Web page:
Sensational! Kim Philby, the man variously described as the spy who betrayed a generation ... the worst traitor in British history ... the man who nearly wrecked the CIA ... to come back to Britain to see out his old age? Did we really want this former Secret Intelligence Service officer, who defected in 1963 after secretly working for Moscow for 30 years, to exchange his KGB pension and Soviet honours for a cottage in the Cotswolds, the Times crossword and the county cricket scores?
Whose idea was this? What did the offers involve? Who made them? I had met Wolf a couple of years ago in Germany and, since he was in London last week to promote his book, I sought him out to discuss the matter.
"Philby came to East Germany for a couple of visits," Wolf said. "I was responsible for his security arrangements and I entertained him - we did a bit of cooking together at my place in the country. He had a KGB escort, and I think now it was him rather than Philby who told me about the offers for Philby to return to Britain."
This requires a pause for thought. In the 25 years he spent in the Soviet Union before his death in 1988, Philby kept his Moscow address secret. He steered clear of Westerners. If he bumped into a Western journalist or diplomat or businessman at the theatre or ballet he left immediately. If he wanted to go to a restaurant, his KGB minder arranged it, usually reserving a private room.
True, he did exchange letters with people in London, but SIS would hardly have made him an offer to re-defect in the mail when, as he wrote to me: "Our letters will, of course, be read at both ends." So the "several offers" must have been made in person by someone who had access to Philby more than once, someone he knew well.
ONLY one man fits the bill: the author Graham Greene. Greene, who had been a colleague of Philby's in SIS, had been writing to him since 1969. Then in 1986 Greene went to Moscow and the two old spies got together for a reunion in Philby's flat. Five months later Greene went back, then again in September 1987 and again in February 1988. Each time he saw Philby. From a spate of recent biographies of Greene, we now know that he reported on all these visits to SIS. Moreover, Greene has said that Philby would have expected him to do just that: "I knew that Kim would know that I would pass it on to Maurice Oldfield [then head of SIS]..."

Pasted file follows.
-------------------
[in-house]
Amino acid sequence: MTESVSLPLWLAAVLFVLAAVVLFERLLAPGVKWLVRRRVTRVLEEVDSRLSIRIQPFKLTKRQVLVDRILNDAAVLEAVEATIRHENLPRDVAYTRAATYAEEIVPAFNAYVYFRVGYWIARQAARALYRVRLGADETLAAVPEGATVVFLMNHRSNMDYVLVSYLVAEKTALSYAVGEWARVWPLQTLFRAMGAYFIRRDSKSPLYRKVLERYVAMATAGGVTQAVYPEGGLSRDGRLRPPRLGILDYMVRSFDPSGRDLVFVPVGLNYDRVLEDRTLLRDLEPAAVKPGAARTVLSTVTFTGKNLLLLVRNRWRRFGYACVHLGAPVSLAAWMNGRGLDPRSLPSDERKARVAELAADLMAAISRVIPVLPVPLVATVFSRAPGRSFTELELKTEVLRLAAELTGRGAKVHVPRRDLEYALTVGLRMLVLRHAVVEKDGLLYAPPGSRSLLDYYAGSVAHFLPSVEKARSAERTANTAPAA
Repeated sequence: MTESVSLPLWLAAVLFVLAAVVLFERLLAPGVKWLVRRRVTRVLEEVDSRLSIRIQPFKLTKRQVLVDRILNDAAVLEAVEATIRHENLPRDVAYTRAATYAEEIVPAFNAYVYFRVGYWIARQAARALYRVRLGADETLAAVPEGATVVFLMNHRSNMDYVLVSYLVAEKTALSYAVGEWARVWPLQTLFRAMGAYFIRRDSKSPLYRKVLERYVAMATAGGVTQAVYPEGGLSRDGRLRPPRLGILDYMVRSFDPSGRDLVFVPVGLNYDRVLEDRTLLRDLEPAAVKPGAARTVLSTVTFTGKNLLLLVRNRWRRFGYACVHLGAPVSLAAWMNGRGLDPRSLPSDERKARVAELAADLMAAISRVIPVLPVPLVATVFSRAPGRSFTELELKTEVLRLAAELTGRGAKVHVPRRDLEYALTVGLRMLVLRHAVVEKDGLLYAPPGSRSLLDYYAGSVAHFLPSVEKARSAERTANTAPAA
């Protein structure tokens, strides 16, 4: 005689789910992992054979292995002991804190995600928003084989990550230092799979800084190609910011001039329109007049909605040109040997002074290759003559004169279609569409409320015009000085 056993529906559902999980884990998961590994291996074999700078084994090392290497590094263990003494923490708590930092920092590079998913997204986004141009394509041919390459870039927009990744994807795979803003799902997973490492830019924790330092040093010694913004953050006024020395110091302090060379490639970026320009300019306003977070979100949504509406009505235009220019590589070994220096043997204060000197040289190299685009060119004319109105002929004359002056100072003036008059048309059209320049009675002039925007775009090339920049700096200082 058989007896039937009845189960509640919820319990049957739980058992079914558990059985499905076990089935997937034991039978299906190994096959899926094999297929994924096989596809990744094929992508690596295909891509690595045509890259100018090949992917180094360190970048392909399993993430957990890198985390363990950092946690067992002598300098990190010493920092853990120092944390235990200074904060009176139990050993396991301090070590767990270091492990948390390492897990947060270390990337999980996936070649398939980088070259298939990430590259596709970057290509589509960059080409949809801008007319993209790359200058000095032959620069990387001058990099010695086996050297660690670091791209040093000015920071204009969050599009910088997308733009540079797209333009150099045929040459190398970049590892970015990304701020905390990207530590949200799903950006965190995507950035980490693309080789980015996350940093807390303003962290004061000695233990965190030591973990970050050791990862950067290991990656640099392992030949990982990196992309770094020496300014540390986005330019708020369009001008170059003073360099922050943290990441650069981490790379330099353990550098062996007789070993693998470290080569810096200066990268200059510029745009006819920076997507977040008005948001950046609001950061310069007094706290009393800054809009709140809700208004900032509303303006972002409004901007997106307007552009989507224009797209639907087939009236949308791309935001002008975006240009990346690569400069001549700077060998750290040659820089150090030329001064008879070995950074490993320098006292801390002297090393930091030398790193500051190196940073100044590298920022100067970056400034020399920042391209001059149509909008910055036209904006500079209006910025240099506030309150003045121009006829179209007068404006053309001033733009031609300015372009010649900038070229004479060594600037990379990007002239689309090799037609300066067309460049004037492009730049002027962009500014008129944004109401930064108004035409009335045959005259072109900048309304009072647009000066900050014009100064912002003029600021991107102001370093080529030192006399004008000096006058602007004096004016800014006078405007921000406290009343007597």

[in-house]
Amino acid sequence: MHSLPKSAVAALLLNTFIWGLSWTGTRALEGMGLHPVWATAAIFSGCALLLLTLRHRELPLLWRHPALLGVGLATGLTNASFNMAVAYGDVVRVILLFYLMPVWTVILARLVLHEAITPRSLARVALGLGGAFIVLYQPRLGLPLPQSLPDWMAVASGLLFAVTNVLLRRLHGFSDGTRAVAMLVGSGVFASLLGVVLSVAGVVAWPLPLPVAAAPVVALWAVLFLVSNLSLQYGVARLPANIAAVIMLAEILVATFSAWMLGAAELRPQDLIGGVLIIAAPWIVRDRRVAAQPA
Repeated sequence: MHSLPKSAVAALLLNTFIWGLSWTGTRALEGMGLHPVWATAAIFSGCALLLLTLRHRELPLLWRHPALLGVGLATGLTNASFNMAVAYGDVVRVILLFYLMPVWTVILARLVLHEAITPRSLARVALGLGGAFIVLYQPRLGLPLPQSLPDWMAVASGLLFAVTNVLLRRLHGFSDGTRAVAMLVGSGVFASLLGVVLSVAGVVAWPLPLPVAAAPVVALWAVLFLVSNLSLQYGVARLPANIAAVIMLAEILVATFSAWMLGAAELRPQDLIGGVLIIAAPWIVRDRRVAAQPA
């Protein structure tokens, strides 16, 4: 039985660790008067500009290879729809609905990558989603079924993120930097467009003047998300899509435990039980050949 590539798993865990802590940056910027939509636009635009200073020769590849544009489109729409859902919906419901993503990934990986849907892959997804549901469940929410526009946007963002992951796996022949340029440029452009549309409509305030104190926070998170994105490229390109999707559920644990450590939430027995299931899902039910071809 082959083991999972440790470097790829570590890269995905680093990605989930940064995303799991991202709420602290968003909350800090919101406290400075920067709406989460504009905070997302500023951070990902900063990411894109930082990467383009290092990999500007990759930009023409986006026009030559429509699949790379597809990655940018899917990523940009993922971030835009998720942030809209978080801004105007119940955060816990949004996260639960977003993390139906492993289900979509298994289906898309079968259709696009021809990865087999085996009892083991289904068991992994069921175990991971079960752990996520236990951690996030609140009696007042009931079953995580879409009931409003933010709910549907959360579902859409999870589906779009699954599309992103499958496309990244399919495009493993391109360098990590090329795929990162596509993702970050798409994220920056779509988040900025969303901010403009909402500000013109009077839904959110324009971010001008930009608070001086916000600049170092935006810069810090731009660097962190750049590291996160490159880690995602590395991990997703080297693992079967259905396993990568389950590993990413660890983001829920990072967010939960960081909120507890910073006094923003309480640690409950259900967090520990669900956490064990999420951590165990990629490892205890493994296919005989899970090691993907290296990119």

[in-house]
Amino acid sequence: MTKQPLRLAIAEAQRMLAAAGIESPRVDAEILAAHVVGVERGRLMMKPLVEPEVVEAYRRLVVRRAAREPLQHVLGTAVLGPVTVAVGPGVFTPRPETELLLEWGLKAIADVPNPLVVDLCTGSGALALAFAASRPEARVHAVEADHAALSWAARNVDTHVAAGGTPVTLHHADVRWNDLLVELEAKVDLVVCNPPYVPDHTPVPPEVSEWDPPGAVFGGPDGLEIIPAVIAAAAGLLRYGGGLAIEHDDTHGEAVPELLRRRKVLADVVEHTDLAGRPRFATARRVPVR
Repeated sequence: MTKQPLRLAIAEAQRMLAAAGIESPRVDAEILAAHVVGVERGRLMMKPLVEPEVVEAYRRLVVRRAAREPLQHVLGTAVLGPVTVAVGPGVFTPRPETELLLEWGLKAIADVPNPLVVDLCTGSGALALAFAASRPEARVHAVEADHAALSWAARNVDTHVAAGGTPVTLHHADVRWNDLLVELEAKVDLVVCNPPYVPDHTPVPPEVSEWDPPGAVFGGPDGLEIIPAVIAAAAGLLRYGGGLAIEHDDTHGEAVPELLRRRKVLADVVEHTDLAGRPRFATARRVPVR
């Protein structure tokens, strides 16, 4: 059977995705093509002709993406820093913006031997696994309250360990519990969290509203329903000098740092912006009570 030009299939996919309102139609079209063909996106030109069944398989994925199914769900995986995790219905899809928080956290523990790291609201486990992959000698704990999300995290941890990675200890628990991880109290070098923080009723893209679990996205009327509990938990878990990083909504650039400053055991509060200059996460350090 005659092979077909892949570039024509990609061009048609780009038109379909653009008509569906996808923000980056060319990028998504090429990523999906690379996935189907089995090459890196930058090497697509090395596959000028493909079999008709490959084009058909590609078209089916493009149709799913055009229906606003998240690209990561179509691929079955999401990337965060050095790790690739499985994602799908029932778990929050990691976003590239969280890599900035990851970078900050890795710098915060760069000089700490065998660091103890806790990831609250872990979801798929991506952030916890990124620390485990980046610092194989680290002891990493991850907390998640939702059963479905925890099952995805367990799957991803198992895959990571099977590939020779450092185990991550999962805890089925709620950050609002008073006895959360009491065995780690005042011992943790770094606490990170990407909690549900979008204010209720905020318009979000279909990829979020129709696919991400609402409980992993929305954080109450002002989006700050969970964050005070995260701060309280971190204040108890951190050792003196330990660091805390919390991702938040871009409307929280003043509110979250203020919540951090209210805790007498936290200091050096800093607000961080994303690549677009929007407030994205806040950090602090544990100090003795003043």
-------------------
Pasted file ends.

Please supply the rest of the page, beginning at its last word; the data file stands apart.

Greene would never have made the offer to Philby without authorisation and it appears most likely that it was Oldfield who gave him the go-ahead. Greene even gave a tantalising hint of the operation in interviews with his biographer, Professor Norman Sherry, who says: "He told me he had dreamed of seeing Philby come walking towards him down the street in Britain. I suspect that this was not a dream but Greene's roundabout way of saying what he had been up to with Philby."
For SIS the temptation of Philby would have been an attractive operation with a reasonable chance of success. Philby would have wanted immunity from prosecution though that would not have been a problem - there was the precedent of Anthony Blunt, Keeper of the Queen's Pictures and former KGB agent, granted immunity in 1964.
In return, SIS would have won a propaganda round. Imagine the headlines: "British defector chooses freedom", "Can't stand Communism, says former traitor". And the knowledge Philby would have brought back about KGB tradecraft, debriefing procedure, command structure, weaknesses and strengths would have been invaluable.
Wolf's eyes gleamed with appreciation of the cunning of the British ploy. "I thought the offers must have come from British journalists," he said. "I believed, wrongly you say, that Philby saw a lot of them. I never thought of Greene, but it does make sense."